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Generic Discrimination  Sorting and Partitioning Unshared Data in Linear Time
, 2008
"... We introduce the notion of discrimination as a generalization of both sorting and partitioning and show that worstcase lineartime discrimination functions (discriminators) can be defined generically, by (co)induction on an expressive language of order denotations. The generic definition yields di ..."
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Cited by 4 (3 self)
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We introduce the notion of discrimination as a generalization of both sorting and partitioning and show that worstcase lineartime discrimination functions (discriminators) can be defined generically, by (co)induction on an expressive language of order denotations. The generic definition yields discriminators that generalize both distributive sorting and multiset discrimination. The generic discriminator can be coded compactly using list comprehensions, with order denotations specified using Generalized Algebraic Data Types (GADTs). A GADTfree combinator formulation of discriminators is also given. We give some examples of the uses of discriminators, including a new mostsignificantdigit lexicographic sorting algorithm. Discriminators generalize binary comparison functions: They operate on n arguments at a time, but do not expose more information than the underlying equivalence, respectively ordering relation on the arguments. We argue that primitive types with equality (such as references in ML) and ordered types (such as the machine integer type), should expose their equality, respectively standard ordering relation, as discriminators: Having only a binary equality test on a type requires Θ(n 2) time to find all the occurrences of an element in a list of length n, for each element in the list, even if the equality test takes only constant time. A discriminator accomplishes this in linear time. Likewise, having only a (constanttime) comparison function requires Θ(n log n) time to sort a list of n elements. A discriminator can do this in linear time.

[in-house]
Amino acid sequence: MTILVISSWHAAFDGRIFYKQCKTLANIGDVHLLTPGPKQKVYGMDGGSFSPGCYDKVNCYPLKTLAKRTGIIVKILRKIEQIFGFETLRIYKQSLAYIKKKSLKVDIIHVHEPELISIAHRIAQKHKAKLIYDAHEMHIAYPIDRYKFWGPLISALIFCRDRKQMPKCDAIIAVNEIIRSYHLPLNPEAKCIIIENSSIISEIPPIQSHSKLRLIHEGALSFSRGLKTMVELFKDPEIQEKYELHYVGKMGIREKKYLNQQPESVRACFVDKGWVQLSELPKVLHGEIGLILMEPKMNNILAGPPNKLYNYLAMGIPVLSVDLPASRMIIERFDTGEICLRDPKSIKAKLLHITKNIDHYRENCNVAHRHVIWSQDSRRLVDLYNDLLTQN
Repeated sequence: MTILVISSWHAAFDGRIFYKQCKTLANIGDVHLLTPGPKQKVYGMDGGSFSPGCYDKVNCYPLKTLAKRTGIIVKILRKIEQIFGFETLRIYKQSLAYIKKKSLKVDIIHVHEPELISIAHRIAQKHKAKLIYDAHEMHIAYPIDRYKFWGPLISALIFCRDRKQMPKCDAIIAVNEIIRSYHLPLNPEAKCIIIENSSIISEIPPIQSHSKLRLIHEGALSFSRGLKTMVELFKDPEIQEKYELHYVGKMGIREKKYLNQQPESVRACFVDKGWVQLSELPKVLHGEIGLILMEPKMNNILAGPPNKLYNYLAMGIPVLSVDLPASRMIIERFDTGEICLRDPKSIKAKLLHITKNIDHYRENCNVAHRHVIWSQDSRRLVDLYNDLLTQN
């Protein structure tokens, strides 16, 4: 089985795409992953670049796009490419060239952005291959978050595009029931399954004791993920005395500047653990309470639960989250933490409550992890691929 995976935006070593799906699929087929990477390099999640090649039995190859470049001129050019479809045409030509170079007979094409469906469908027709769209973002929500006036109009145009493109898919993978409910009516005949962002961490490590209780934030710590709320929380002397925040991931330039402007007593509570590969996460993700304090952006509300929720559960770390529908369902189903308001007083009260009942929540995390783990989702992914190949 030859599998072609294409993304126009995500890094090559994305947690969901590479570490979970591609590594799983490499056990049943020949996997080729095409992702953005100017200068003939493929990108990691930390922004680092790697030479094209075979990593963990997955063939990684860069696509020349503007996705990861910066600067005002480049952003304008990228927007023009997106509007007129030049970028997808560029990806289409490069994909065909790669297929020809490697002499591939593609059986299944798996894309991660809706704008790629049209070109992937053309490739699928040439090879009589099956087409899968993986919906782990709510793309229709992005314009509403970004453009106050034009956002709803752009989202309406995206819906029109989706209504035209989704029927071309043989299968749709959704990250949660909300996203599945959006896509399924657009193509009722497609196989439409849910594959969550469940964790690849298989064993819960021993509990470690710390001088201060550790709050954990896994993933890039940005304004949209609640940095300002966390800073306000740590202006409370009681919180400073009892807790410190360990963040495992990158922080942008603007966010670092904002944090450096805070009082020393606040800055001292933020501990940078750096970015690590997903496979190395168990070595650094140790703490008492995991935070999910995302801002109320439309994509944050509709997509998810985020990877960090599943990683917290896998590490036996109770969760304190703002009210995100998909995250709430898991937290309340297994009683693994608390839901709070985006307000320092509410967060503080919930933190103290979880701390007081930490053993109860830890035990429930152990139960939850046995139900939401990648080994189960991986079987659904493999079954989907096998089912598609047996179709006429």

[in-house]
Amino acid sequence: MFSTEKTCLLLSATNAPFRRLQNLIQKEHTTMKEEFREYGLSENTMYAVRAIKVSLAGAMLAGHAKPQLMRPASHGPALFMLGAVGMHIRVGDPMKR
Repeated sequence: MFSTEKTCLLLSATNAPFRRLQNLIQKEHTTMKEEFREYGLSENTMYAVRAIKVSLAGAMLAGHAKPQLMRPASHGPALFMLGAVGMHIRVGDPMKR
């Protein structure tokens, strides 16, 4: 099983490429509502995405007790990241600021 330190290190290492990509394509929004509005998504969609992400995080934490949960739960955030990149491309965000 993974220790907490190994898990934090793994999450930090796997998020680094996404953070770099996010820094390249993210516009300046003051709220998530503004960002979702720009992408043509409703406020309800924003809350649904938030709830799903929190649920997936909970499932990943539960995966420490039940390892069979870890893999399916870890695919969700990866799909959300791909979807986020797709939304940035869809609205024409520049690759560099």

Generic topdown discrimination
, 2009
"... We introduce the notion of discrimination as a generalization of both sorting and partitioning and show that discriminators (discrimination functions) can be defined generically, by structural recursion on order and equivalence expressions denoting a rich class of total preorders and equivalence rel ..."
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Cited by 2 (2 self)